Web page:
June 30, 2010

Graft spoils river saving project

The project to save a dying river in Natore is likely to fail as a section of local politicians and Water Development Board officials are busy pocketing the funds, an investigation reveals.
The Tk 13 crore project was taken in 2008 to revive the river Narod by widening and dredging. Contractors were entrusted to dig five feet deep into the river and leave the earth far from the banks.
But they are digging the river haphazardly and putting the extracted earth right on the banks, further narrowing down the stream.

June 28, 2010

Breakthrough in jute research in BANGLADESH

Bangladeshi researchers have successfully decoded the jute plant genome opening up a new vista in the development of variety of the world’s most adorned biodegradable natural fibre.
Experts said this gene sequencing would help improve the fibre length and quality, including colours and strength; and develop high yielding, saline soil- and pest-tolerant jute varieties through genetic engineering.
With the successful sequencing of jute genome, Bangladesh becomes only the second country after Malaysia, among the developing nations, to achieve such a feat.
Prime Minister Sheikh Hasina made the announcement of Bangladesh’s scientific achievement in the parliament yesterday amid cheers and desk thumping by lawmakers.

June 26, 2010

Let Bangladesh have a People's Biodiversity Register

KEITH A Wheeler, Chair of the Commission on Education and Communication of IUCN highlights: “Today's challenges are moving towards more sustainable financial and energy systems, food security and international security -- all these challenges ultimately depend on the services nature offers”. These services are mainly offered by biodiversity, although this is a critical period for it in this year (2010) of biodiversity.
Biodiversity is considered as the most important wealth for mankind. Countries like Bangladesh should derive economic benefits from their rich biodiversity resource base. Unfortunately there is no proper inventory and monitoring of the country's biodiversity. Documentation, monitoring and conservation of local biodiversity and indigenous knowledge should be considered as the thrust area of activities since the said tasks remain significantly incomplete in the country. This needs extensive countrywide activities. Bangladesh is a signatory to the Convention on Biological Diversity (CBD), which is in force since 1993 and is the most significant of the pertinent international agreements. However, there is hardly any action-oriented follow up since Bangladesh has become a party to CBD. We are yet to register country's biological diversity which India has already started in the name of People's Biodiversity Register.

June 24, 2010

Health Risks in a Bangladeshi Population due to Arsenic Exposure

Researchers of Columbia University conducted a population-based prevalence survey in Araihazar, Bangladesh, to describe the distribution of arsenic exposure in a rural Bangladeshi population and to assess the population’s awareness to this problem as well as to possible remediation options. Water samples from 5,967 contiguous tube wells in a defined geographic area were tested using laboratory-based methods.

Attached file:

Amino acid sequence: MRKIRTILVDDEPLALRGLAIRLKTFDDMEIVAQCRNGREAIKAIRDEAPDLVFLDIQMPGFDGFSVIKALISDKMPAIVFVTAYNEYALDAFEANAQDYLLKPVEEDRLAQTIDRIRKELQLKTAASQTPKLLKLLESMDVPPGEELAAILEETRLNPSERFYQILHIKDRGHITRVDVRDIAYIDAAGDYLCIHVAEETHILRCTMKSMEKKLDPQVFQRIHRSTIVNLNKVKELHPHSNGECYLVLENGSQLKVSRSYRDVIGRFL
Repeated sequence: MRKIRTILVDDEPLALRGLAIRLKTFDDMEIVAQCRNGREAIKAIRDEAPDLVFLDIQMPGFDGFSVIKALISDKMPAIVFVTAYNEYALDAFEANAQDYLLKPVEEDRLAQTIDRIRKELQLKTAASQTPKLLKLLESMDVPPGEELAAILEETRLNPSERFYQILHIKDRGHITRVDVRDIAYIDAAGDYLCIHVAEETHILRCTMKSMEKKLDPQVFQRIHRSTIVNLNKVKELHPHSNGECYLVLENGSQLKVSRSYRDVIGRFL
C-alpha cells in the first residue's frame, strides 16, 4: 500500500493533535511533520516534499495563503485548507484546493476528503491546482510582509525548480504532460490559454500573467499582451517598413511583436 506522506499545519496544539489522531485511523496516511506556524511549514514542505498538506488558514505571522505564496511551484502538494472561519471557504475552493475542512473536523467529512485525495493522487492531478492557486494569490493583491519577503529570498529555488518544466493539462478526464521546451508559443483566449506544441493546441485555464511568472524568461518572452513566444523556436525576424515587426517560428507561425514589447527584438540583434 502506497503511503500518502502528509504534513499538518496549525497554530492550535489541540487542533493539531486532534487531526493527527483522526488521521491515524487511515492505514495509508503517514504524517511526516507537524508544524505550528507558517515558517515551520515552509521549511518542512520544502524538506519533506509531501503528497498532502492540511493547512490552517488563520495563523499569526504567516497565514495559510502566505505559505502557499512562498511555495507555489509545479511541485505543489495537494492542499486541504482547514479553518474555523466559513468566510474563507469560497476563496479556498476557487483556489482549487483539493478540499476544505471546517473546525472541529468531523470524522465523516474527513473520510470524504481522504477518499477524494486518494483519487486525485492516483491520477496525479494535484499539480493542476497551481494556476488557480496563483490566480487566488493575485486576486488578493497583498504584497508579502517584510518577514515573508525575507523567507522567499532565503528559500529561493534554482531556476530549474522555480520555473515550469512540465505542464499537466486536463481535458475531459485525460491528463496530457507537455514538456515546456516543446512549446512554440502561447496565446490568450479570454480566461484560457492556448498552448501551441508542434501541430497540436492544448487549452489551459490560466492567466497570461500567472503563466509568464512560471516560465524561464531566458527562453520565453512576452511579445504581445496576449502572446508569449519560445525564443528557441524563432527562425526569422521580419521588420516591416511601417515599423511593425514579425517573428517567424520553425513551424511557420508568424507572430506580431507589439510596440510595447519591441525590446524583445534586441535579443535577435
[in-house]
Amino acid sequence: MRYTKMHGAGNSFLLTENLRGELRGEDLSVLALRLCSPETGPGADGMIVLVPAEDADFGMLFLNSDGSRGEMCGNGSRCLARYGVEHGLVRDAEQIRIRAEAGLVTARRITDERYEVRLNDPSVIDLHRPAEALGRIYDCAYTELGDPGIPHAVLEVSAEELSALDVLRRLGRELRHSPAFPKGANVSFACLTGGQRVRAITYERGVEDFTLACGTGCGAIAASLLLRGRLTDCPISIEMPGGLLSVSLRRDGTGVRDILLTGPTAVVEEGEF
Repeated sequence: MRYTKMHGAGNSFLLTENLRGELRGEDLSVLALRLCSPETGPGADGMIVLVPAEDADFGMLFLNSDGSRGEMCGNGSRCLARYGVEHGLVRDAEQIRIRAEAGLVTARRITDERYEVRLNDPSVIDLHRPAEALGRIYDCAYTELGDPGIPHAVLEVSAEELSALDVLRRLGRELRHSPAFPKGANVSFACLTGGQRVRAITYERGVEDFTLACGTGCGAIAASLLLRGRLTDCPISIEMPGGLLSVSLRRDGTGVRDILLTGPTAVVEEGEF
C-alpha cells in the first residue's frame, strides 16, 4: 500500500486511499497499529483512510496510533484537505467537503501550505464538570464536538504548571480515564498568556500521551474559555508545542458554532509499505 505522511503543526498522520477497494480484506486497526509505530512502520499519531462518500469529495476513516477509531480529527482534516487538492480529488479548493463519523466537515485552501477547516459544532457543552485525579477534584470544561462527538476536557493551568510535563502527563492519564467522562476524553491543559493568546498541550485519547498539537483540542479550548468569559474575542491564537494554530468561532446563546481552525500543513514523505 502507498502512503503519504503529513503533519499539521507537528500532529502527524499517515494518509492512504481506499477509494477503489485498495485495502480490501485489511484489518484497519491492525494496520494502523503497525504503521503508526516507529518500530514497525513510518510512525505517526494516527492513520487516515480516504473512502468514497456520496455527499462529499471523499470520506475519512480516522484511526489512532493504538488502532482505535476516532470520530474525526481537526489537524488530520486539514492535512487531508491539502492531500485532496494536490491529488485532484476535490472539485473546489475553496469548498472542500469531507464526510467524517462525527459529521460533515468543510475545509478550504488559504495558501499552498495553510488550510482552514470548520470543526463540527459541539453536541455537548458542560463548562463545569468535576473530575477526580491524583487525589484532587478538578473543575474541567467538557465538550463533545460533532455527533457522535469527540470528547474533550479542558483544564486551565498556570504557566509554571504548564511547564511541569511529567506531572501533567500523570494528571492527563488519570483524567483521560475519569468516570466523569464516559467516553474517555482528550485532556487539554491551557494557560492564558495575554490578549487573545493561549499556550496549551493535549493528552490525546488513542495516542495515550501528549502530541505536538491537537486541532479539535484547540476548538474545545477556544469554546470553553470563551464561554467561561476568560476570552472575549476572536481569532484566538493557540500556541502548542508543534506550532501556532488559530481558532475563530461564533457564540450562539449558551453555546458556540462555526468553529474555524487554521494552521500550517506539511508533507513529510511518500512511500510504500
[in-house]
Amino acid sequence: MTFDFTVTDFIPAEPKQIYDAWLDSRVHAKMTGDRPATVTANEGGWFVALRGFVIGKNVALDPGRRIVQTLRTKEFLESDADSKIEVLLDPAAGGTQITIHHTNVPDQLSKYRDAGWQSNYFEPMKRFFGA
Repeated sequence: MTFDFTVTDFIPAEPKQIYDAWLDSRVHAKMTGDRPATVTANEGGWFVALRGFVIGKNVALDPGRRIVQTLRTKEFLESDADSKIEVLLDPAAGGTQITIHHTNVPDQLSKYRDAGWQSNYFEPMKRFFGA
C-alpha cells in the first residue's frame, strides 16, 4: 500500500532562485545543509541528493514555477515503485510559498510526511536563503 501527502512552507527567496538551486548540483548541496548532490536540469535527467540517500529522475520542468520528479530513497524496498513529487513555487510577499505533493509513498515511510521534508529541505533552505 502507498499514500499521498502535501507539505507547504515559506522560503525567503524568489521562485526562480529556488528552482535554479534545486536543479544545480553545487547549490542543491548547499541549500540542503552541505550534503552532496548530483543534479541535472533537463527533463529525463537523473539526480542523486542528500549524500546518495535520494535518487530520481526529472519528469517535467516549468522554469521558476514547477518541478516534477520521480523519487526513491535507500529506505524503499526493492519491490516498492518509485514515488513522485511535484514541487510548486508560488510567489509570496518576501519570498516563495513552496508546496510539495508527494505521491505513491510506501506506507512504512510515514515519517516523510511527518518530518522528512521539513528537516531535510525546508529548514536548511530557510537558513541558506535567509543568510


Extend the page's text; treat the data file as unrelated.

Additionally, for each well, the owner/caretaker (or a close relative) was interviewed regarding his or her awareness of the health consequences of as exposure. Arsenic exposure data and demographic characteristics for the 65,876 users of these wells were also collected from the 5,967 respondents.

June 17, 2010

ten biggest health denger behind oil spill

The BP oil spill in the Gulf of Mexico, which began after an explosion crippled the Deepwater Horizon drilling rig, is now the biggest oil disaster in U.S. history. Cleaning the mess will take months, and the longer-term effects on health and wildlife will take years to heal.
Right Now
  1. Sickness among clean-up workers: The combination of oil fumes and heat from the Gulf has led to several workers being hospitalized from fumes, and the curious chemical makeup of some of the substances used to clean up the oil can often lead to skin irritation or, at high levels, cancer.
  2. Danger to marine life: The underwater nature of the spill means it's that much closer to undersea life, and therefore able to do more damage in a shorter amount of time.
  3. Aggravation of existing illnesses: People already suffering from asthma or similar lung diseases could see their conditions worsened because of exposure to oil and chemicals.
  4. Pregnancy risks: The oil contains many volatile and toxic chemicals, some of which have been linked to premature birth, low birth weight, and miscarriages, making the Gulf Coast region a dangerous one for pregnant women.
  5. Smoke fallout: Planned burns of spilled oil on the ocean's surface have a way of backfiring. Often, particles held in the smoke drift down to earth and wind up in people's eyes and lungs, which can aggravate existing medical conditions for some.

June 11, 2010

Biodiversity for life and livelihood

Human being is probably the most intelligent among the million species. He has tamed the nature by his knowledge and comparative physical advantages. However, in his reckless consumption spree for the sake of development and prosperity, humans have used different species in such a way that many of those have already become extinct and some others are under threat of extinction.
At present, humans have intensified use and production of some so-called economically valuable species ignoring others' contribution. Lately, humans have started to understand significance of ecosystem services generated by different species and estimated that 60% of the ecosystem services, accessed, are in decline due to unsustainable human actions (MA, 2005).